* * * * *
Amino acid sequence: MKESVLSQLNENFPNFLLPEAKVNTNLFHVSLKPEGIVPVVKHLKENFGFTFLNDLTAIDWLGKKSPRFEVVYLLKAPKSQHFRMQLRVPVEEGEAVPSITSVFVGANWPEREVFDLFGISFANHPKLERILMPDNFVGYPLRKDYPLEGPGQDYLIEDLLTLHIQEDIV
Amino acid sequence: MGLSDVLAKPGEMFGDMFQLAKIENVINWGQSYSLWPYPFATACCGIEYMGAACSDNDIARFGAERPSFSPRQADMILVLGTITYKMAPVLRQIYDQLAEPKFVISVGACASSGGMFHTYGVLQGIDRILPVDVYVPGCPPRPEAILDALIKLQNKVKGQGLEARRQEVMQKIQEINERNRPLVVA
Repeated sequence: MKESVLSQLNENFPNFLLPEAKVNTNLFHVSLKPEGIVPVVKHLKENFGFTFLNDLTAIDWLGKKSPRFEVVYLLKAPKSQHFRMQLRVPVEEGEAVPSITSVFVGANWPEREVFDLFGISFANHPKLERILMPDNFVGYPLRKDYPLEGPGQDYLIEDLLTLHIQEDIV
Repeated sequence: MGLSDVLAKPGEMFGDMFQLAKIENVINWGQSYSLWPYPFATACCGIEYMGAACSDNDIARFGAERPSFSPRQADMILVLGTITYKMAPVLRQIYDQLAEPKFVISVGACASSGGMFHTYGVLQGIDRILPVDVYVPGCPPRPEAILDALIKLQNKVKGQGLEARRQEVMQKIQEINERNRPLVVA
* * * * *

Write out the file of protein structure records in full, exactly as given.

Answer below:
Amino acid sequence: MKESVLSQLNENFPNFLLPEAKVNTNLFHVSLKPEGIVPVVKHLKENFGFTFLNDLTAIDWLGKKSPRFEVVYLLKAPKSQHFRMQLRVPVEEGEAVPSITSVFVGANWPEREVFDLFGISFANHPKLERILMPDNFVGYPLRKDYPLEGPGQDYLIEDLLTLHIQEDIV
Amino acid sequence: MGLSDVLAKPGEMFGDMFQLAKIENVINWGQSYSLWPYPFATACCGIEYMGAACSDNDIARFGAERPSFSPRQADMILVLGTITYKMAPVLRQIYDQLAEPKFVISVGACASSGGMFHTYGVLQGIDRILPVDVYVPGCPPRPEAILDALIKLQNKVKGQGLEARRQEVMQKIQEINERNRPLVVA
Repeated sequence: MKESVLSQLNENFPNFLLPEAKVNTNLFHVSLKPEGIVPVVKHLKENFGFTFLNDLTAIDWLGKKSPRFEVVYLLKAPKSQHFRMQLRVPVEEGEAVPSITSVFVGANWPEREVFDLFGISFANHPKLERILMPDNFVGYPLRKDYPLEGPGQDYLIEDLLTLHIQEDIV
Repeated sequence: MGLSDVLAKPGEMFGDMFQLAKIENVINWGQSYSLWPYPFATACCGIEYMGAACSDNDIARFGAERPSFSPRQADMILVLGTITYKMAPVLRQIYDQLAEPKFVISVGACASSGGMFHTYGVLQGIDRILPVDVYVPGCPPRPEAILDALIKLQNKVKGQGLEARRQEVMQKIQEINERNRPLVVA